Technical Bits: Short Rows
We often get asked about short-row shaping at knitonthenet: it is a great technique to use and very useful too.
Essentially a short row is a row which is not fully knitted, just as the name suggests. The piece of knitting is turned around before reaching the end of the row, and knitted back in the other direction. But that's not all...
You may have come across the pattern abbreviation 'w&t'. The 't' stands for turn, but the 'w' is for wrap. In order that the finished piece of knitting does not have stepped holes in it at the turning points, the yarn is passed around the next unknitted stitch.
You would do this by knitting up to the point indicated in your pattern, slipping the next stitch to your working needle, passing the yarn to the front of the work (presuming you are working in knit), slipping the stitch back, turning the work and continuing to knit you pattern.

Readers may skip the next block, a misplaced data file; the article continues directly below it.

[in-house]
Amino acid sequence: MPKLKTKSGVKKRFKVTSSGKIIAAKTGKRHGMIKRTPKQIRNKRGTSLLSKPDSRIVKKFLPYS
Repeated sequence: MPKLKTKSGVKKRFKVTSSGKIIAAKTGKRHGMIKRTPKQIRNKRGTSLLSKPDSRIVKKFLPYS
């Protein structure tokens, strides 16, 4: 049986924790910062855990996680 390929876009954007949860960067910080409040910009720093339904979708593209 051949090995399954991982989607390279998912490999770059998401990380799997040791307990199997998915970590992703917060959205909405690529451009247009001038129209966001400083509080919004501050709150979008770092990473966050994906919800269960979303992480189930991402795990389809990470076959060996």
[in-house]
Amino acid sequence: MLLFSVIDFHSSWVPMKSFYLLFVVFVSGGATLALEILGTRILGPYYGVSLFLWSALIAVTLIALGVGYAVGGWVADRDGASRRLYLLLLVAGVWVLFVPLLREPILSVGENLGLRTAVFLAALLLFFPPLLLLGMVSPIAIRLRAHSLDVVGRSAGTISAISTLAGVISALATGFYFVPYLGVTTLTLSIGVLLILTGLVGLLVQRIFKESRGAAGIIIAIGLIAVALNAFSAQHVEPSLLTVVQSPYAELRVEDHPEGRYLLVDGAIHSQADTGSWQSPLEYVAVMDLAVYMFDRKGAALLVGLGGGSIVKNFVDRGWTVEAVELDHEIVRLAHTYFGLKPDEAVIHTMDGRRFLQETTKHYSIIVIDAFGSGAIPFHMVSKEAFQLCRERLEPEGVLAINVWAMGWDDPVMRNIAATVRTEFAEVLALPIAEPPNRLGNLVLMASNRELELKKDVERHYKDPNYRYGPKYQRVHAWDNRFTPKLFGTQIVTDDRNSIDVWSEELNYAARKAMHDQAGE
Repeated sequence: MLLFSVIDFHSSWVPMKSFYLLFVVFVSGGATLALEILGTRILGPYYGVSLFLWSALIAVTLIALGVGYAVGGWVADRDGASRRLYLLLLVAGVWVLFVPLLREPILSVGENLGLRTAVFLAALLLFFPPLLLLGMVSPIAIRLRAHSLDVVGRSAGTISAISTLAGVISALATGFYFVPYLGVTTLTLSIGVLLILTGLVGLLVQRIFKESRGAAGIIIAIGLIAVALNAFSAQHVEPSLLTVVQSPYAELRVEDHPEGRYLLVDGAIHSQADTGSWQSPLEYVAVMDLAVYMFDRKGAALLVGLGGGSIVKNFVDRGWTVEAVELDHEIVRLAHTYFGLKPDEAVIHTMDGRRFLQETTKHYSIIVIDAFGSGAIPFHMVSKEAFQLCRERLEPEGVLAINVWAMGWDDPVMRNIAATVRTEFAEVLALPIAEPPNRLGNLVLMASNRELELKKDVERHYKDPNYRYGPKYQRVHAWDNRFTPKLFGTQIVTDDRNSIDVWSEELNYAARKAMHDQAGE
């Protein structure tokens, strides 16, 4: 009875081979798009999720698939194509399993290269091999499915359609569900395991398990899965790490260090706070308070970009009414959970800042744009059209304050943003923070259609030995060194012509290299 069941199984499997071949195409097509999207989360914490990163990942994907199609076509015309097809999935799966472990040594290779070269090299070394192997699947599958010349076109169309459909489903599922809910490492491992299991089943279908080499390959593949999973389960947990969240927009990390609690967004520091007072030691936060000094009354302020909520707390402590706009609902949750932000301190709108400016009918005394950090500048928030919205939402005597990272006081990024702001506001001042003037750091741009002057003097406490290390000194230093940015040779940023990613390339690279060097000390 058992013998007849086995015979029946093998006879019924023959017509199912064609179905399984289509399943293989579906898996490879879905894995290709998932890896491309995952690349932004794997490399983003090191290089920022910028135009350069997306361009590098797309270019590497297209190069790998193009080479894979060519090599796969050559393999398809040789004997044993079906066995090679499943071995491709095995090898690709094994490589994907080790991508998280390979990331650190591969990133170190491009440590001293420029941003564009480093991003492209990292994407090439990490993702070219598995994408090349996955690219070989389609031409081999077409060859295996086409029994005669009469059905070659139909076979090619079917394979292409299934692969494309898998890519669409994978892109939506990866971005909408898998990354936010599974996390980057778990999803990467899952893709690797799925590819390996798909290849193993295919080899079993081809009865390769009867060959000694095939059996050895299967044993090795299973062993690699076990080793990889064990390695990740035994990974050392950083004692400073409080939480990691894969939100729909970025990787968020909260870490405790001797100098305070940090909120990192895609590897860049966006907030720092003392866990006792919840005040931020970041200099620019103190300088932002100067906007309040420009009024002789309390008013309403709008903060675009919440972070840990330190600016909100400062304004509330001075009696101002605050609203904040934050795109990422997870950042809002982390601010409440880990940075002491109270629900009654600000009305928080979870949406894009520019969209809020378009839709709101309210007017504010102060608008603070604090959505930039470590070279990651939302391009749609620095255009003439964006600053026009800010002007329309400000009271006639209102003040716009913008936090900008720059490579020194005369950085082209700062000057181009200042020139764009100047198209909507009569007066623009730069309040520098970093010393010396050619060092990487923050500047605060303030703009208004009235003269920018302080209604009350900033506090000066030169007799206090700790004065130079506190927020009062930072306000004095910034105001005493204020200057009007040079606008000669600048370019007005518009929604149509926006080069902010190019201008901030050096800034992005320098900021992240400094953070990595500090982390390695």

There are some great instructions by Gudrun Johnston on our Useful Information page which include how to pick up the wraps in the coming rows for a seamless finish.
Short rows are included in knitting patterns as a way to shape a garment, whether it is to create a heel in a sock or bust darts in a top. It works by introducing extra rows of knitting into the pattern on a horizontal plane, whereas other increases will be introducing extra stitches into the pattern on a vertical plane.
Another place that you might come across short rows is on shoulder shaping in patterns such as the man's vest, Maile. They are used at the shoulders or armholes to create a more attractive cast-off edge a slanted edge.